US: Serious whitefly issues for Florida growers

Based on early reports, 2016 may be another challenging year for whitefly management. Reports have come from the Florida Keys to Palm Beach County that whitefly populations in landscapes are reaching unprecedented levels and are not responding to pesticide applications: Biotype-Q has been found in four different communities (Palm Beach Gardens, Palm Beach Island, Boynton Beach, and Boca Raton: the first time Biotype-Q has ever been found on plants outside a nursery or greenhouse.



University of Florida/IFAS researchers are working with USDA-APHIS, USDA-ARS, the Florida Department of Agriculture, and with growers and landscape professionals to manage the developing problem. SAF and AmericanHort are joining with the Florida Nursery, Growers & Landscape Association (FNGLA), and with the Florida Fruit & Vegetable Association (FFVA) in the effort. Cooperation by growers, landscape professionals and the public is essential.
 
Of the two major whitefly "biotypes," the B-biotype has been present in the U.S. since the 1980s, and is controllable by proper management in growing operations and in the landscape, although some resistance to pesticides is developing. The Q-biotype, first seen in the U.S. in 2005, is much more difficult to manage. Over spraying in an attempt to try to control the B-biotype may result in the spread of the Q-biotype, and the threat in Florida of Biotype-Q could be great for the commercial production of vegetables through spread of viruses.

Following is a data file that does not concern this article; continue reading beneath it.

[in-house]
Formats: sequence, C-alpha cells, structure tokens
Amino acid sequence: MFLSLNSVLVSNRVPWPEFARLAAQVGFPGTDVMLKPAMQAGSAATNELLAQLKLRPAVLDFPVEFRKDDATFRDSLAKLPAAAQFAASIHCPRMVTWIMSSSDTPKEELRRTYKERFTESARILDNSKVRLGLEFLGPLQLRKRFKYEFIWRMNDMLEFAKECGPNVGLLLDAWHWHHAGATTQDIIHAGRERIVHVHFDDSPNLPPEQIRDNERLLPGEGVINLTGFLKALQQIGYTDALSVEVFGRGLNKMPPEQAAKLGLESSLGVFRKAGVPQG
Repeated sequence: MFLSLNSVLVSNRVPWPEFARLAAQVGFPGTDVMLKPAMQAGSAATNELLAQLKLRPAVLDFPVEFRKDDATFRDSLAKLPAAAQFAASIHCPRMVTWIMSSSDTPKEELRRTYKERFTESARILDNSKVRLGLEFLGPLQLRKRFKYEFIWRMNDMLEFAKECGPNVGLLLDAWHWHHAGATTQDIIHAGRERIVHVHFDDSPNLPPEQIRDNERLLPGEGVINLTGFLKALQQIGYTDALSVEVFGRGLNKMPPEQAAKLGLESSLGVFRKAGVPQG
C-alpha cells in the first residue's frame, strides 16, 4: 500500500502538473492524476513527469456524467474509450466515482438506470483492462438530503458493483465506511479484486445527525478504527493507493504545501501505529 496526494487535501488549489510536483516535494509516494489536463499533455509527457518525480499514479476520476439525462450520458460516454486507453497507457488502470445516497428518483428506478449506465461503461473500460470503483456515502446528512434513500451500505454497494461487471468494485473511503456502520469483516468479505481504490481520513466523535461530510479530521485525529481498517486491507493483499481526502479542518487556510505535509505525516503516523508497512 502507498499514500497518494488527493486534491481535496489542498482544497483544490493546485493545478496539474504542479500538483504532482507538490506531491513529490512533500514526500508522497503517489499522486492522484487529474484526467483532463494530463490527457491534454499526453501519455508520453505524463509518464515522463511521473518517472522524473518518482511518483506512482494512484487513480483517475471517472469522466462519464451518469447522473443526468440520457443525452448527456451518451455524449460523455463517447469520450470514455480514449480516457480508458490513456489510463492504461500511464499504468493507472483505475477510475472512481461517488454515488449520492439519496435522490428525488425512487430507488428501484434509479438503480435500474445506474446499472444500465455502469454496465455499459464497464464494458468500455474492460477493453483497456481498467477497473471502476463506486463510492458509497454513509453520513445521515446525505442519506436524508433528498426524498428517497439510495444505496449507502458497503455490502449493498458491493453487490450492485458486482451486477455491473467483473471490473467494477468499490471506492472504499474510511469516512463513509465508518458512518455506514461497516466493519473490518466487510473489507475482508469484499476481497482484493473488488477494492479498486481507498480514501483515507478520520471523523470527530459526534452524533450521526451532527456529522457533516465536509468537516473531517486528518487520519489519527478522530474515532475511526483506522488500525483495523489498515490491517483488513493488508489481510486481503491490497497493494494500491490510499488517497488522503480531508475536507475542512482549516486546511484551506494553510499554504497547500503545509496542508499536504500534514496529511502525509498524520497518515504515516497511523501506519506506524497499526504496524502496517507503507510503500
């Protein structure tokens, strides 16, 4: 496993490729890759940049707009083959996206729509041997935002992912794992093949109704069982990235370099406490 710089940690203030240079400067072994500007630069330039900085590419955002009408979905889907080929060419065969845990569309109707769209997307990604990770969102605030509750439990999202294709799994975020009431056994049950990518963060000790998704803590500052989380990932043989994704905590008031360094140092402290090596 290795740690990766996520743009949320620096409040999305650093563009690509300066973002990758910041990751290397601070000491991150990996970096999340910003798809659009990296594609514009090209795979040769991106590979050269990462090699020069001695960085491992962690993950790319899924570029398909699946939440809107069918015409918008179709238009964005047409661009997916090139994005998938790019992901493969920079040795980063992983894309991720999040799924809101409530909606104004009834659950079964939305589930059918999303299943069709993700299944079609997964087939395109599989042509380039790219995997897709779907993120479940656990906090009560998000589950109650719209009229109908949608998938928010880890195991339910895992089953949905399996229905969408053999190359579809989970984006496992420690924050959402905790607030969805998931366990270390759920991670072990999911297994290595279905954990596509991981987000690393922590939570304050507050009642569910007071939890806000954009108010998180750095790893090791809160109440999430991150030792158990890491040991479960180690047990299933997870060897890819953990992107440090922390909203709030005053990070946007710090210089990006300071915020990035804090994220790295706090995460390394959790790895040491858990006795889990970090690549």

In 2005, the USDA convened the Ad Hoc Whitefly Task Force, comprised of state and federal regulators, leading scientists, and representatives of the nursery, cotton and vegetable industries. The Task Force developed a comprehensive and effective whitefly management program, with specific spraying recommendations for whitefly control.

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